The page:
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Bulgarians revel in ancient winter fest to bring good health, banish evil

dressed in red, some wearing huge masks and belts strung with
large copper bells, dance around a fire on the main square of a
Bulgarian village to bring in good
health and crops as well as drive away evil spirits for the New Year.

The festival, held every January in the village of
Kosharevo, is known as “Surva” and is a mixture of Christian and
pagan rituals that can be traced back to Thracian times.

Some of the dancers, known as Survakars, or kukers
(mummers), wear hand-made wooden masks decorated with feathers,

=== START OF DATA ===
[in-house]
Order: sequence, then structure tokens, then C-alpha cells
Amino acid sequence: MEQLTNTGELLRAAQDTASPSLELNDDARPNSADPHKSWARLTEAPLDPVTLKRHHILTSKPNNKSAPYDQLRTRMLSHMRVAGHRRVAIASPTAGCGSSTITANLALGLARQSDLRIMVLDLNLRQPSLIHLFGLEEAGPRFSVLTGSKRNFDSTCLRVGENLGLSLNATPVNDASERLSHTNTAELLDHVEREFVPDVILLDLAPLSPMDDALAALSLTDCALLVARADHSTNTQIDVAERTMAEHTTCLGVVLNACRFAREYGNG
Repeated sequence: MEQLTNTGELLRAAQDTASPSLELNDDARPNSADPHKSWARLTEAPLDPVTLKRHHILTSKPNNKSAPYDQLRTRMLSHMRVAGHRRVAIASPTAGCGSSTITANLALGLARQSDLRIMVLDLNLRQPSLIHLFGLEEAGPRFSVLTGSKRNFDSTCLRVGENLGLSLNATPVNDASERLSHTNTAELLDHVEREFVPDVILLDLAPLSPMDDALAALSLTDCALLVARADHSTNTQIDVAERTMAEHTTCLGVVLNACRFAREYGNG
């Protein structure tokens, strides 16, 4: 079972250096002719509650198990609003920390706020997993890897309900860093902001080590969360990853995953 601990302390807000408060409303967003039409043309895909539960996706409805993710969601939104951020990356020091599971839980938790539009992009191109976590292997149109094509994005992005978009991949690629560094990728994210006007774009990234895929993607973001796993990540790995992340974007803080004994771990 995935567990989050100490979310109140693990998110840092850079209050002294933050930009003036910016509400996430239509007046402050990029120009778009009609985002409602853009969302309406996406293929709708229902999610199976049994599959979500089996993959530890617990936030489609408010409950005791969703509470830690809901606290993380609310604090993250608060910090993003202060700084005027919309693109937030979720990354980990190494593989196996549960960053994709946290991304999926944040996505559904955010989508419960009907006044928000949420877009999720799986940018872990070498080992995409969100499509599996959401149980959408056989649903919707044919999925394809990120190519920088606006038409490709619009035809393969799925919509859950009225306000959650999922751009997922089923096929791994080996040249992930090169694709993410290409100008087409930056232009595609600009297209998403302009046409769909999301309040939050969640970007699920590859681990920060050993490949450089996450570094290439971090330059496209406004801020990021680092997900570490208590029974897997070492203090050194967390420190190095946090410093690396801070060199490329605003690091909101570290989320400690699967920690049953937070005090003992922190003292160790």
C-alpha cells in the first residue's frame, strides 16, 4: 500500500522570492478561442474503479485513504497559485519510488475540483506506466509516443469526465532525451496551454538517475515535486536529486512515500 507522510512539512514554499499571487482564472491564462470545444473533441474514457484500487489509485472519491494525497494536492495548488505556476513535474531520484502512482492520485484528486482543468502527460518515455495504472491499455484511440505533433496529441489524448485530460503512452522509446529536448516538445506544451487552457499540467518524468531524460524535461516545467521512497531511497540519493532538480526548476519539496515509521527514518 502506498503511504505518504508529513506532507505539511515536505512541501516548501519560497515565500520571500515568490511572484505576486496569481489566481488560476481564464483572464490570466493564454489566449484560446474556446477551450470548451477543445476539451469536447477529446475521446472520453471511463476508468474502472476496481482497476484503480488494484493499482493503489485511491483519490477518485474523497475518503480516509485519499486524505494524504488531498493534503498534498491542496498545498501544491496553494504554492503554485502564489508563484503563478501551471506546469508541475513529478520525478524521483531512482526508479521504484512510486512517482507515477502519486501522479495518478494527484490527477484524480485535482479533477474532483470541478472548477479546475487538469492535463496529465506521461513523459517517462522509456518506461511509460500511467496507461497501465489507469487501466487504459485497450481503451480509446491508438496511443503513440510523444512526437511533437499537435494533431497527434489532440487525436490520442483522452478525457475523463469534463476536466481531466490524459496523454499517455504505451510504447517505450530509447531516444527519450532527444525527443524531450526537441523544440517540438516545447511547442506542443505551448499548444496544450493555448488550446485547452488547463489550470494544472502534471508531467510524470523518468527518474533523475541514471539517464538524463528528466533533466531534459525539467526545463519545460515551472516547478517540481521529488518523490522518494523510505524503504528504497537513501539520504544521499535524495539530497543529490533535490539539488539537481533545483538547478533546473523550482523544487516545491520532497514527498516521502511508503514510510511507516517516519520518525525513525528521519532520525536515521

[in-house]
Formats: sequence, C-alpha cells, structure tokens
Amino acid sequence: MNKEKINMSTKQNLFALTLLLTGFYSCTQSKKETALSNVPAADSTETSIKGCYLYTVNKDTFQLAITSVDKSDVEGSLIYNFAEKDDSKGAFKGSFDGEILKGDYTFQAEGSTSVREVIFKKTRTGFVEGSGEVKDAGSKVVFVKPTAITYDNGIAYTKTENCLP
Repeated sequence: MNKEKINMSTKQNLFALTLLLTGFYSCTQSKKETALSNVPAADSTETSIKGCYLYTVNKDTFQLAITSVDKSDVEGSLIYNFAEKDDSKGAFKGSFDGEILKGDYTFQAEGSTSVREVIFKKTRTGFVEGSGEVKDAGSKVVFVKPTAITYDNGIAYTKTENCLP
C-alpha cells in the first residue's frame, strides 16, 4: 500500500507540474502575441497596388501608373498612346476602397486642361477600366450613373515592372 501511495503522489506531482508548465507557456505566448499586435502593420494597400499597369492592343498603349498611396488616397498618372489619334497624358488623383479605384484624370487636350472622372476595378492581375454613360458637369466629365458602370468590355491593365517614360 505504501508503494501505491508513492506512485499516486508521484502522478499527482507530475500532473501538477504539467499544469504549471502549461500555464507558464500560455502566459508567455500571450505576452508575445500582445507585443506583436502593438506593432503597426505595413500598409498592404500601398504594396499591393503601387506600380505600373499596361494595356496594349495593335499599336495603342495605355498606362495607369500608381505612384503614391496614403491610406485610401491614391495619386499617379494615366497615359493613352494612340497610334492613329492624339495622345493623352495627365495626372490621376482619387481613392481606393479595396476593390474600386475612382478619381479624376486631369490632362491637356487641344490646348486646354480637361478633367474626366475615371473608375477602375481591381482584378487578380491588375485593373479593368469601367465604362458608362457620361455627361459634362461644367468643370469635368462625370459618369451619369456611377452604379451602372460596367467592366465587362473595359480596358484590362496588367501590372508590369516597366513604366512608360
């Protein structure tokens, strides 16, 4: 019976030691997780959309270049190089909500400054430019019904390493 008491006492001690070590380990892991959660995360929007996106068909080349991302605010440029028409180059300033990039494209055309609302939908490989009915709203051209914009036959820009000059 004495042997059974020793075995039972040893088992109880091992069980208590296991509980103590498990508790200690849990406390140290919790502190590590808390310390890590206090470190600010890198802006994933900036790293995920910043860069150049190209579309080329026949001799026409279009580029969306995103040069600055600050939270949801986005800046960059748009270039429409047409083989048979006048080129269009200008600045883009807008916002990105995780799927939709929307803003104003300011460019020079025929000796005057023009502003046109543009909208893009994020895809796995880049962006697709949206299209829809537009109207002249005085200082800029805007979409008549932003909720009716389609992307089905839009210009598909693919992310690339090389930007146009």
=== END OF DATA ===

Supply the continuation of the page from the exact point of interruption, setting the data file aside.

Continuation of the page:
which can be up to two metres high.

The loud clanging of the
bells on their belts is believed to ward off evil and diseases.

During the two-day festival, which started on January 13, the village, 50 km west of the
capital Sofia, is brimming with life as extended families gather
to greet the Survakars and offer them traditional dishes.

Georgi Ivanov, 29, has been participating in the
celebrations since he was five years old. Determined to pass the
tradition on, he makes masks and outfits not only for himself but for his young children too.

“There is nothing more exciting than Surva. Nothing, neither
birthdays, nor Christmas, nor the New Year. Surva is our time,
the time when we become better,” Ivanov said.

“One-two weeks before it, I feel as if I am transforming into someone else, as if some other energy flows in my veins. The whole village starts to shine,” he said.

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